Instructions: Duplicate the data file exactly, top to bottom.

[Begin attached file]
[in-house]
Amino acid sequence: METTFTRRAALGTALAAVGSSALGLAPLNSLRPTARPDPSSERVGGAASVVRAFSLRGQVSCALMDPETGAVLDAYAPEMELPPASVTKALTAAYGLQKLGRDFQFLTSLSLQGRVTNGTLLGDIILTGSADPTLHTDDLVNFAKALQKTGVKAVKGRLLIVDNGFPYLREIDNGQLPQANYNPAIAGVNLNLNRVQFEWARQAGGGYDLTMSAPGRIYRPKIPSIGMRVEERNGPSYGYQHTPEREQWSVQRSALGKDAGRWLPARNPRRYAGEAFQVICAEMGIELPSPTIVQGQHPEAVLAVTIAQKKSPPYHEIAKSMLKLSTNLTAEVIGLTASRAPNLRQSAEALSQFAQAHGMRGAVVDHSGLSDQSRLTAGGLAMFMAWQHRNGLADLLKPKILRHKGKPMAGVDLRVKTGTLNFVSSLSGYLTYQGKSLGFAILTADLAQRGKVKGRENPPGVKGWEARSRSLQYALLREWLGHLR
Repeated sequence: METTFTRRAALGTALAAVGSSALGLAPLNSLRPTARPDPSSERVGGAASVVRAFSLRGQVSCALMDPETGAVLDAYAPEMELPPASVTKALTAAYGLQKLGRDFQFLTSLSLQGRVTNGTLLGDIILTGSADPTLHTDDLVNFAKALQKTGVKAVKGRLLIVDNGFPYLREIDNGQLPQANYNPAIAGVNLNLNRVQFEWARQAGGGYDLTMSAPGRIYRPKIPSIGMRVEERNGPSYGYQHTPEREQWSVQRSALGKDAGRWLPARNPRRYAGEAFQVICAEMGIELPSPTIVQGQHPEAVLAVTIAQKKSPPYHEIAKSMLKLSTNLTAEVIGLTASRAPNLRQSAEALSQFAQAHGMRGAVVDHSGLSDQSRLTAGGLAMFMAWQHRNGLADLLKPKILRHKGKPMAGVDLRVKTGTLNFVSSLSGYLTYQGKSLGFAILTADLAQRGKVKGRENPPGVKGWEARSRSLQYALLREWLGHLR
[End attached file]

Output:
[in-house]
Amino acid sequence: METTFTRRAALGTALAAVGSSALGLAPLNSLRPTARPDPSSERVGGAASVVRAFSLRGQVSCALMDPETGAVLDAYAPEMELPPASVTKALTAAYGLQKLGRDFQFLTSLSLQGRVTNGTLLGDIILTGSADPTLHTDDLVNFAKALQKTGVKAVKGRLLIVDNGFPYLREIDNGQLPQANYNPAIAGVNLNLNRVQFEWARQAGGGYDLTMSAPGRIYRPKIPSIGMRVEERNGPSYGYQHTPEREQWSVQRSALGKDAGRWLPARNPRRYAGEAFQVICAEMGIELPSPTIVQGQHPEAVLAVTIAQKKSPPYHEIAKSMLKLSTNLTAEVIGLTASRAPNLRQSAEALSQFAQAHGMRGAVVDHSGLSDQSRLTAGGLAMFMAWQHRNGLADLLKPKILRHKGKPMAGVDLRVKTGTLNFVSSLSGYLTYQGKSLGFAILTADLAQRGKVKGRENPPGVKGWEARSRSLQYALLREWLGHLR
Repeated sequence: METTFTRRAALGTALAAVGSSALGLAPLNSLRPTARPDPSSERVGGAASVVRAFSLRGQVSCALMDPETGAVLDAYAPEMELPPASVTKALTAAYGLQKLGRDFQFLTSLSLQGRVTNGTLLGDIILTGSADPTLHTDDLVNFAKALQKTGVKAVKGRLLIVDNGFPYLREIDNGQLPQANYNPAIAGVNLNLNRVQFEWARQAGGGYDLTMSAPGRIYRPKIPSIGMRVEERNGPSYGYQHTPEREQWSVQRSALGKDAGRWLPARNPRRYAGEAFQVICAEMGIELPSPTIVQGQHPEAVLAVTIAQKKSPPYHEIAKSMLKLSTNLTAEVIGLTASRAPNLRQSAEALSQFAQAHGMRGAVVDHSGLSDQSRLTAGGLAMFMAWQHRNGLADLLKPKILRHKGKPMAGVDLRVKTGTLNFVSSLSGYLTYQGKSLGFAILTADLAQRGKVKGRENPPGVKGWEARSRSLQYALLREWLGHLR